Magazine

NIH Awards CSUN Professor $1.46 Million to Support Cancer Research

The National Institutes of Health has awarded CSUN biology professor Jonathan Kelber $1.46 million over the next four years to support his research group in their ongoing studies of the cancer “support wall” gene called PEAK1. His research has implications for future treatment diagnosis and treatment practices for breast and pancreatic cancer patients. The grant, a Research Project Grant designated SC1 (a Research Advancement Award) by the NIH, is one of the largest research grants ever awarded to a CSUN faculty member. Kelber said the grant, which could be renewed for an additional four years, will play a crucial role in expanding his research program toward combating early- and late-stage breast and pancreatic cancers — improving diagnostic and treatment practices for patients. “It took a lot of work to get this grant, and it’s quite an honor to receive it,” Kelber said. “It significantly expands our capabilities to tackle the most important problems in these fields, while continuing to train our diverse student population.”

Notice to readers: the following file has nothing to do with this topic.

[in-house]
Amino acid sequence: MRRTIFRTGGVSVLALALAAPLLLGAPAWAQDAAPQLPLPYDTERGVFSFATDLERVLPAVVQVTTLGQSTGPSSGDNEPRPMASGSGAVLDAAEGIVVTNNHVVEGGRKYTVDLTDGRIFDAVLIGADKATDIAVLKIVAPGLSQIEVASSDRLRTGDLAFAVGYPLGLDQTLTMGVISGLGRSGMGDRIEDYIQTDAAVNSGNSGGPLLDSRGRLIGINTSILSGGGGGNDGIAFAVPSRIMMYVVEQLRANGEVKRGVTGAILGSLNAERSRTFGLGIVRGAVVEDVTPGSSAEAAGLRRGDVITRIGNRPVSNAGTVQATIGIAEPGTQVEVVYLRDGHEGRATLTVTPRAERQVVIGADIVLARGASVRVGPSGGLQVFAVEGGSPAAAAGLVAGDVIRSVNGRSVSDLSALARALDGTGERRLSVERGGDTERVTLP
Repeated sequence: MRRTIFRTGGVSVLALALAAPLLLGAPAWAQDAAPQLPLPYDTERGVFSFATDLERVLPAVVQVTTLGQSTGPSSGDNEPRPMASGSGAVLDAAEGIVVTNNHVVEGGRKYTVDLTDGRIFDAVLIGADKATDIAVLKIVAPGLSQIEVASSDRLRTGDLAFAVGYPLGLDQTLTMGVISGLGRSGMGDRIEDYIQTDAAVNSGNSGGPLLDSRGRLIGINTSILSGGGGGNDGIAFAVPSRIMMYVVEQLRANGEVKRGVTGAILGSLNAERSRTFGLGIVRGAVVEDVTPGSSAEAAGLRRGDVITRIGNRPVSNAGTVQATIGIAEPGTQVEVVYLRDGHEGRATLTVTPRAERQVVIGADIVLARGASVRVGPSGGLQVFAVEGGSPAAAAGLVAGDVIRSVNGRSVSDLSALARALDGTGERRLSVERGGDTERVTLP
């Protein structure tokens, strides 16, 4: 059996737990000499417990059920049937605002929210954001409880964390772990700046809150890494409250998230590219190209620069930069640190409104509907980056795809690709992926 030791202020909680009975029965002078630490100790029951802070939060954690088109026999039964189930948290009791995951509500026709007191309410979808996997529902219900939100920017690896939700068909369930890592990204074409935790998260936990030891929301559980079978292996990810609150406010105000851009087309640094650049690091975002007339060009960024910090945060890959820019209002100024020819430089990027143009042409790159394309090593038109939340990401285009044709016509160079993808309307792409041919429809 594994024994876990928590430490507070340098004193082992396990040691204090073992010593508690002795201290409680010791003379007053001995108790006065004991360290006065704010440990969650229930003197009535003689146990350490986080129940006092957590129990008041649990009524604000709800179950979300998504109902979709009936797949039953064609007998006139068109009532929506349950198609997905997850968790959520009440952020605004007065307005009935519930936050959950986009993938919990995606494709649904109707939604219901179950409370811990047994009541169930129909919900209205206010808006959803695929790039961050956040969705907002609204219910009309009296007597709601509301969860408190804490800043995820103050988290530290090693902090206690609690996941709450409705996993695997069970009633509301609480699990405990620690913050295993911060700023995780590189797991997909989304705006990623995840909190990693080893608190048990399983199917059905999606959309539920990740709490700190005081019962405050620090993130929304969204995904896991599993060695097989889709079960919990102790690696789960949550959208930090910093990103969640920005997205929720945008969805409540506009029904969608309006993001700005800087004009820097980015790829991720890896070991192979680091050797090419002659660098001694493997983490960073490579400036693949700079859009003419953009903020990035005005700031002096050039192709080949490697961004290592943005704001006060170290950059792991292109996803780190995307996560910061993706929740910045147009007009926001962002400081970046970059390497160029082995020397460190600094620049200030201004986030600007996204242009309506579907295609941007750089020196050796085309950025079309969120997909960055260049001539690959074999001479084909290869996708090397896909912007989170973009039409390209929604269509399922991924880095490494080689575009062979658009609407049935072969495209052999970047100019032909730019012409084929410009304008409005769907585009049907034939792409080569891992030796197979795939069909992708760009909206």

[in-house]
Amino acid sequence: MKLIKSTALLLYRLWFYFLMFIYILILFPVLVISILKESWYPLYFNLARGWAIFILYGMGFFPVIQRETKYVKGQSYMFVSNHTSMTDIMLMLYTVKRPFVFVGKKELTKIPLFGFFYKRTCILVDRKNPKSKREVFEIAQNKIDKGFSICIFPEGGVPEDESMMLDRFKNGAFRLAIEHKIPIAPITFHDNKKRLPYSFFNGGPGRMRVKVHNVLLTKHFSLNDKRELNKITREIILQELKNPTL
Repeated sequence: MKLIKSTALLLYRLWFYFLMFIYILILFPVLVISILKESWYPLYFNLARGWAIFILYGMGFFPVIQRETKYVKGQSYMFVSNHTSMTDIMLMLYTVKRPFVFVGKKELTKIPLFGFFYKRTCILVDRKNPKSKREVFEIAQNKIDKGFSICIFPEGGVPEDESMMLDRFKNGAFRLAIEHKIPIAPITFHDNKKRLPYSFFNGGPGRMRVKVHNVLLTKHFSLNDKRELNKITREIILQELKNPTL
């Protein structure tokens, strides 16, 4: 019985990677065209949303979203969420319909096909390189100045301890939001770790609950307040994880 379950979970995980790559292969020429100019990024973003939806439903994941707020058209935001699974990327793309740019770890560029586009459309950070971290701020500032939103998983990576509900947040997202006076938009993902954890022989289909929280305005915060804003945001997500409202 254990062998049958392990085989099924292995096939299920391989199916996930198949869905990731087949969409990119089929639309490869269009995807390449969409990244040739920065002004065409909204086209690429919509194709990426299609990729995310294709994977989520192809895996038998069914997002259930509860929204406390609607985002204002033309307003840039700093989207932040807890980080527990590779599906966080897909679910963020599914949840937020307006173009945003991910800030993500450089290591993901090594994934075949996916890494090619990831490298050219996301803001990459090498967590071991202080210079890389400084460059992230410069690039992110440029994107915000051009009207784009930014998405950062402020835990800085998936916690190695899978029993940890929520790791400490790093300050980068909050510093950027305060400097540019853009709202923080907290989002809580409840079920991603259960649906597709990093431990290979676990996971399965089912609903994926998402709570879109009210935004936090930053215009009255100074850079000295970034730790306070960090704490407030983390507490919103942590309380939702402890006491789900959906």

Kelber has spent years studying cancer metastasis and the role that PEAK1 plays in this process. Metastasis is when cancer cells move from their original source to other parts of the body through the blood stream, and form malignant tumors elsewhere. Kelber’s group at CSUN was the first to show that the PEAK1 gene is essential at the earliest stages of aggressive breast cancer metastasis. That study was published in 2015 in the Public Library of Science (PLoS) One Journal. He has done similar research in the past on the role PEAK1 plays in pancreatic cancer. “We can now go back and incorporate the previous work I’ve done on PEAK1 and pancreatic cancer with our more recent work on breast cancer,” he said. “Ultimately, what we are trying to understand is how the mechanism of PEAK1 promotes metastasis in cancer.” The grant has enabled Kelber to hire a postdoctoral scholar to assist with the project, as well as a technician to help oversee his laboratory’s operations. They will join the four CSUN undergraduate and six CSUN graduate students who are already working with Kelber on related projects.